The historic Stanley Hotel in Estes Park, Colorado, is being sold to a nonprofit that will be tasked with building out 58 more rooms as well as a new film center, and whose mission will be to operate the hotel in perpetuity as a cultural resource.
The up to $475 million dollar deal is something of a buy-out for the hotel’s present caretaker, John Cullen, who owns Grand Heritage Hotel Group, which includes the historic hotel.
The hotel was thrust into the national spotlight in the 1980 horror film “The Shining,” which was based on a Stephen King novel of the same name. King came up with the plot for the novel while staying at the hotel in 1974.
Mark Heller with Colorado Educational & Cultural Facilities Authority told Cowboy State Daily that the authority’s role is to provide tax-exempt bonds for the sale and construction work planned for the property.
“Tax exempt bonds are a lower cost way to finance capital improvements like this,” Heller said.
As part of the deal, which is still under negotiation, the Stanley Hotel is being sold to Community Finance Corporation in Tucson, Arizona. The latter will enter into a management agreement to continue operating the hotel in much the same way as it always has been operated, as well as building the new rooms and film center. They will also be responsible for retiring the debt.
The Stanley Hotel itself will serve as collateral for the $475 million bonds issued by the authority, Heller explained. In addition to financing new construction and renovation at the Stanley Hotel, the bonds will also be used to consolidate debt, as well as buy out the existing owner.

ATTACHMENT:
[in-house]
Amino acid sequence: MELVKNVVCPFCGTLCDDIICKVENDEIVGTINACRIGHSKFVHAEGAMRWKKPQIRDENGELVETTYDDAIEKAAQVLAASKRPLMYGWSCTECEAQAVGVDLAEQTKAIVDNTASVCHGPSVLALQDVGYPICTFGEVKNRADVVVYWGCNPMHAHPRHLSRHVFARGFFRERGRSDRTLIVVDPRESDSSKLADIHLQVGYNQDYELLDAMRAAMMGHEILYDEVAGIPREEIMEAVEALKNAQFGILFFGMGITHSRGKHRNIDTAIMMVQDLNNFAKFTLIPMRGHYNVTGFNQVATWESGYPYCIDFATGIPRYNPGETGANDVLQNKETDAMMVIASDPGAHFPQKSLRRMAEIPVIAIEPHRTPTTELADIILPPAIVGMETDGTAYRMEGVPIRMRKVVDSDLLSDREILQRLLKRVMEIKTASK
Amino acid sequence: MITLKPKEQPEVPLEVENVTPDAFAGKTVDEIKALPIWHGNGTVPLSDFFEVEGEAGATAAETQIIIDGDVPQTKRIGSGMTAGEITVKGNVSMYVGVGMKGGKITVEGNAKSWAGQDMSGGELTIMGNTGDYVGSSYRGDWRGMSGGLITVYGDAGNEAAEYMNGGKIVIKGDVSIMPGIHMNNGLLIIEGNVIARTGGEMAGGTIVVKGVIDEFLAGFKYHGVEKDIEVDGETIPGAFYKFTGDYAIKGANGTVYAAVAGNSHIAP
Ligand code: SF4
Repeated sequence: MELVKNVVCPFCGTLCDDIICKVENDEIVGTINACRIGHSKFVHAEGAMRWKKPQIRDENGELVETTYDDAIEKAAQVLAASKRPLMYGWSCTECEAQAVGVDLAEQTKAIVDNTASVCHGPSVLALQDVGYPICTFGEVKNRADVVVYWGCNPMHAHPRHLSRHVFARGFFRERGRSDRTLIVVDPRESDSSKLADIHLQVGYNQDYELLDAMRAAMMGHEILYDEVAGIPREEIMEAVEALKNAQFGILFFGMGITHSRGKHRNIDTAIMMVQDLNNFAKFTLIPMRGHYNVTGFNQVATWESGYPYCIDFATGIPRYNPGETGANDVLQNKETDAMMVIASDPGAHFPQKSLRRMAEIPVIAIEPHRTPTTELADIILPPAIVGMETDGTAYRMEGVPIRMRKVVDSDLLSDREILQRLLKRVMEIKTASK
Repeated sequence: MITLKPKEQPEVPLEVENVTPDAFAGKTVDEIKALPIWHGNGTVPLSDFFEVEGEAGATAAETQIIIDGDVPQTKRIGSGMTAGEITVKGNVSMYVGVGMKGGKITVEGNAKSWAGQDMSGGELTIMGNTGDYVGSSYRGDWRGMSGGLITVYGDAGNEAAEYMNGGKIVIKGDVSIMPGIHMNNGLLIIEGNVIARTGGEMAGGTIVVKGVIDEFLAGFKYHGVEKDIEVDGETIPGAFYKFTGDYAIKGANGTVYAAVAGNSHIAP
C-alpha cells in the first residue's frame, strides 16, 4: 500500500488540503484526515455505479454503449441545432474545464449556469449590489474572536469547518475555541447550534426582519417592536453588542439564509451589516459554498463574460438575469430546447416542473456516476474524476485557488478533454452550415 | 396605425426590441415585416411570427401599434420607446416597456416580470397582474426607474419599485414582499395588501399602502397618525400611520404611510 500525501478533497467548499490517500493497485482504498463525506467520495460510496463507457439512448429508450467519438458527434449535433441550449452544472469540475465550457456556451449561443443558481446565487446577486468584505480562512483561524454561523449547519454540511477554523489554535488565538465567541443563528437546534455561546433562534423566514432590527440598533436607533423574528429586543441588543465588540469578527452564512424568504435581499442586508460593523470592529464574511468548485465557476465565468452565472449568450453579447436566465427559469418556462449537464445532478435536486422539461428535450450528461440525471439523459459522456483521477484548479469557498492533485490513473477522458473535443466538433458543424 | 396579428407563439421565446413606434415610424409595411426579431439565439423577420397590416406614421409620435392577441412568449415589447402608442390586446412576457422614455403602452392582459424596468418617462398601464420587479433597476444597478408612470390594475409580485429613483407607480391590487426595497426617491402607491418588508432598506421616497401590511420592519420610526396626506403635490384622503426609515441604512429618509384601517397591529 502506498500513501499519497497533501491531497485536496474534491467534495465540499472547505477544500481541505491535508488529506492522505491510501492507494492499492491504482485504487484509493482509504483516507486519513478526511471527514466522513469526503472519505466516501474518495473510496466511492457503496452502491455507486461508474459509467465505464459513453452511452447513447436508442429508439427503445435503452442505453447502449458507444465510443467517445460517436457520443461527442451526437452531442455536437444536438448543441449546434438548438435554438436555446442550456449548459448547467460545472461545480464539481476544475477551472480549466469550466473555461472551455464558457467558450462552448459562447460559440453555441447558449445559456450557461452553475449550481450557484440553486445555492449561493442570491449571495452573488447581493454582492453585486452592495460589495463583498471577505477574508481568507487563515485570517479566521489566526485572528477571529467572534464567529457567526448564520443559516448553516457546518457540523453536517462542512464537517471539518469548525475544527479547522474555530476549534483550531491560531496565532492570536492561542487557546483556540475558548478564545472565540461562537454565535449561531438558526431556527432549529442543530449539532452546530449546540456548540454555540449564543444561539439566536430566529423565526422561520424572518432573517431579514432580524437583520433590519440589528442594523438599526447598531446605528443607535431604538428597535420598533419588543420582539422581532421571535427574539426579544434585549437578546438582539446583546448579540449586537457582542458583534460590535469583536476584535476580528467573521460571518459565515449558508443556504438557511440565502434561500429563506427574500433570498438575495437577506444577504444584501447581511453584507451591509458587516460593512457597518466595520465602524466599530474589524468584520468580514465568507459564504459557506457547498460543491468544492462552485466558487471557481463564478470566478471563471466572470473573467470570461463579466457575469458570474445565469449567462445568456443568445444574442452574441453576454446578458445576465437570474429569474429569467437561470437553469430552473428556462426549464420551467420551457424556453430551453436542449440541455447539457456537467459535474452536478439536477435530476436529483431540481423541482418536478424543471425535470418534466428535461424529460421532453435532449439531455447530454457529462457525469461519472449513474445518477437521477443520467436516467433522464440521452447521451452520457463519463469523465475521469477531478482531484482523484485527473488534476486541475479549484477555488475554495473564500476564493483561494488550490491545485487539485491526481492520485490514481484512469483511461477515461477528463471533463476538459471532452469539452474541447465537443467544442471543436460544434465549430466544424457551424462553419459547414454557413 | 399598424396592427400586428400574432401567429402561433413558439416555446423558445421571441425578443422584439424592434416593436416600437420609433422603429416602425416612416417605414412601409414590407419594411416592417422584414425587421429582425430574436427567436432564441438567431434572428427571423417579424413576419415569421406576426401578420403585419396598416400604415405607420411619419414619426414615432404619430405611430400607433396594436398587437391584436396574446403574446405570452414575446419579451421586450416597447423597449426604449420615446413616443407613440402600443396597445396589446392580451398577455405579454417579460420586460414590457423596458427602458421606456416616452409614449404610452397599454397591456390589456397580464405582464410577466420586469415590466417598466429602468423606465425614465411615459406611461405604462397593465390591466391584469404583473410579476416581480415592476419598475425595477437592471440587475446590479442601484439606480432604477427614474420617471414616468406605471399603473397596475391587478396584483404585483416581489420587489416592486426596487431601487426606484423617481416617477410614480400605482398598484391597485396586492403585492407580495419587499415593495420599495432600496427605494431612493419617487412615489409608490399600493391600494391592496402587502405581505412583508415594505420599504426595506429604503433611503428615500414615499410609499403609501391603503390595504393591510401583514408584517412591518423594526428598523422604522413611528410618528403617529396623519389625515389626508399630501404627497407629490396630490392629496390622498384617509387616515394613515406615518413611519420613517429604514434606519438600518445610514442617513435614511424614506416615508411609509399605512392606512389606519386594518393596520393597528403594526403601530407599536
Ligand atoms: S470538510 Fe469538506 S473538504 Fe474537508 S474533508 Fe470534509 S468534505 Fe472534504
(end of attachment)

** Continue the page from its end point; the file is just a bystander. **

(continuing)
About That Film Center
The Stanley Film Center at the Stanley Hotel will not only be a place to watch and celebrate film, particularly those in the horror genre, but also a creative space for making films, art and literature, to material available at the Grand Heritage Hotel Group’s website.
“The Stanley Film Center will cater to a wide audience including thousands of genre IM fans, industry leaders, aspiring artists and students from around the world,” the web page says. “The Stanley Film Center will also cater to to a broad demographic offering family friendly activities and exhibits through the afternoon and late-night blood and gore for older and more mature audiences that runs late into the night.”
A couple of older websites about the project, including a 2019 page hosted by MOA Architecture, calls it a world-class auditorium that will “accommodate film premieres, festivals and awards ceremonies, and a 13,000-square-foot film discovery center and archive will exhibit cinema artifacts and rare films from around the world, interactive games and experiences for the whole family.”
There will also be production space with a sound stage and editing suites, as well as classrooms, workshop spaces and an outdoor theater space for films under the stars.
Heller told Cowboy State Daily that the film center will host the Sundance Film Institute’s Directors Lab in 2024.
“That is a component of the institute and hopefully that will kick off a longer-term collaboration,” he said. “And the creation of this new film center should make Estes Park an even stronger tourist destination.”
The combined project, including the hotel renovation and the film center, should help enhance what is already an iconic cultural resource and set it up to be a long-term economic driver in Estes Park and the surrounding area.